For Beginners: The Basics


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TheGimpMaster01
10-14-2005, 01:38 PM
For Beginners: The Basics
By TheGimpMaster01

Foreword:

Before we begin, I'd like to say a few things.

First: The guitar probably isn't the best instrument to begin learning music
on. If you plan on doing this, it's ok, becuase it can be done. But if you
can help it, it's probably better to start on the piano. I have been
playing piano for 10 years and despite the fact that I dislike it so much,
it has been a real help in my music. I know much more music than I normally
would.
Second: Music is a diffucult thing to learn. It is, in fact, extremely
difficult. Please don't feel down or stupid if you can't do something right
away, especially with music. It's very tough.

*Side note: Did you know that music is the only area of study proven to
increase your IQ?

Part 1: Pitches

Pitches are vibrations in the air. The vibrations fluctuate causing
different pitches. Take the pitch called "A" for instance. The A used for
tuning most of the time vibrates 440 times a second. We will talk about
tuning and different octaves later.
Here are all the pitches that are used in music (real pitches). Some of
them are interchangeable, and the ones that are are put on the same line and
have a slash in between them:
A
A#/Bb
B/Cb
C/B#
C#/Db
D
D#/Eb
E/Fb
F/E#
F#/Gb
G
G#/Ab

Did you notice that in the last pitch i gave you, you saw Ab? Well, the
pitches go only from A-G. There is no "H" or "Z" pitch. The # is a SHARP
SIGN. It means that you go up one HALF STEP. This means you go up in pitch
half of what it is to get to the next pitch. The b is a FLAT SIGN. It goes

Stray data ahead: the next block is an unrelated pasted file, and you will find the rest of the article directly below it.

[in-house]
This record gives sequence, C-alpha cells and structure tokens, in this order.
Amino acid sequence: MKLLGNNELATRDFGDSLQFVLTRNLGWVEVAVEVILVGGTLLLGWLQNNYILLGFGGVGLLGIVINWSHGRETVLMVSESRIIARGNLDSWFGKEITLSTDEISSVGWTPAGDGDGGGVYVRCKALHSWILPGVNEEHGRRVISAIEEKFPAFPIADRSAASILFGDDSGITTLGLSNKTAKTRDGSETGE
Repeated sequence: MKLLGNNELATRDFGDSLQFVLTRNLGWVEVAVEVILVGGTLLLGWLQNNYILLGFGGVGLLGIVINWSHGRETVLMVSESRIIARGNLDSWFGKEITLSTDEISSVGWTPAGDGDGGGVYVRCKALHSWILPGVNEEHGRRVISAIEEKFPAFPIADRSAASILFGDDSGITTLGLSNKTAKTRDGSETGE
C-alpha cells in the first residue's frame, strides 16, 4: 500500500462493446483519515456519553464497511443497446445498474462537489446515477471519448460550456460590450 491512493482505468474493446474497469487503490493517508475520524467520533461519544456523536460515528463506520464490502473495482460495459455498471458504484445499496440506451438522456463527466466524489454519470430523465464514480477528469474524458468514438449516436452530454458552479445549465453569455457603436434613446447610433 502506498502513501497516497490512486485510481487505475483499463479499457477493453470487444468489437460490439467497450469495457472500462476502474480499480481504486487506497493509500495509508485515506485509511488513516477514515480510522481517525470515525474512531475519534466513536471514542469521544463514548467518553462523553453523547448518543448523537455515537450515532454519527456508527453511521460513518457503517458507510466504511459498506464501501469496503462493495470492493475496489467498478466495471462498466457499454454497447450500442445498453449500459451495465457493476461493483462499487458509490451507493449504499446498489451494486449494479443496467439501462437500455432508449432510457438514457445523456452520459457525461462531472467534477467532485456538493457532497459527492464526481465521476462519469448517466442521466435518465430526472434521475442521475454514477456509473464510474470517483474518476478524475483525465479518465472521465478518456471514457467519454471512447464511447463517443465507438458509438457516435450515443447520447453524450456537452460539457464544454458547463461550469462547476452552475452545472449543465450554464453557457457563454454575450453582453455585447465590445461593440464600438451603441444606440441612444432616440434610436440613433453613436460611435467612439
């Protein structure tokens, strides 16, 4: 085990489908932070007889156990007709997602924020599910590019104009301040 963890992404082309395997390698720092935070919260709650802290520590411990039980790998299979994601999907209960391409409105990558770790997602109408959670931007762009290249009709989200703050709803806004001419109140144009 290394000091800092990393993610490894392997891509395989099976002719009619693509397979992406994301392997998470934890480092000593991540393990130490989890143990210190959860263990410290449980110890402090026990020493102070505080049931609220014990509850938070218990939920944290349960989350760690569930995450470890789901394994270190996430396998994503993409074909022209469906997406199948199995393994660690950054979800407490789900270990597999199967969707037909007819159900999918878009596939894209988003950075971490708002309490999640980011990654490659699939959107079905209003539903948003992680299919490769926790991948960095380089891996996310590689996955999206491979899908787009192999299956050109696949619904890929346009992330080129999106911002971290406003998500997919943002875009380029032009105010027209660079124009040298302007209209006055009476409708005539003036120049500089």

DOWN a half step rather than up.

Part 2: Getting Serious

If you are really serious about learning music, then you should go buy a
metronome and a tuner. Buy a good loud metronome when you DO buy one, and
when buying a tuner, consider having it have the option of playing the note
as well as tuning one.

Part 3: Tuning your guitar

So now I assume you've bought a tuner.

Get your guitar out and play the bottom string with the tuner on. It will
probably not say "E". If it does, then you are a lucky fellow. Turn the
tuning head this way and that until it says "E". DO NOT turn it so that the
string starts to sound really high, because that means you are probably
tuning it to the E that is one octave above. That strain could pop and
string and that would really sting your finger. The next string should read
"A" on your guitar. The following "D". The next "G," "B," and "E" again.
The high E string is two octaves above the bottom E.
So you have your guitar tuned and everything. The next lesson to follow is
on notes and note values.

Feedback! (This is my first submitted lesson...)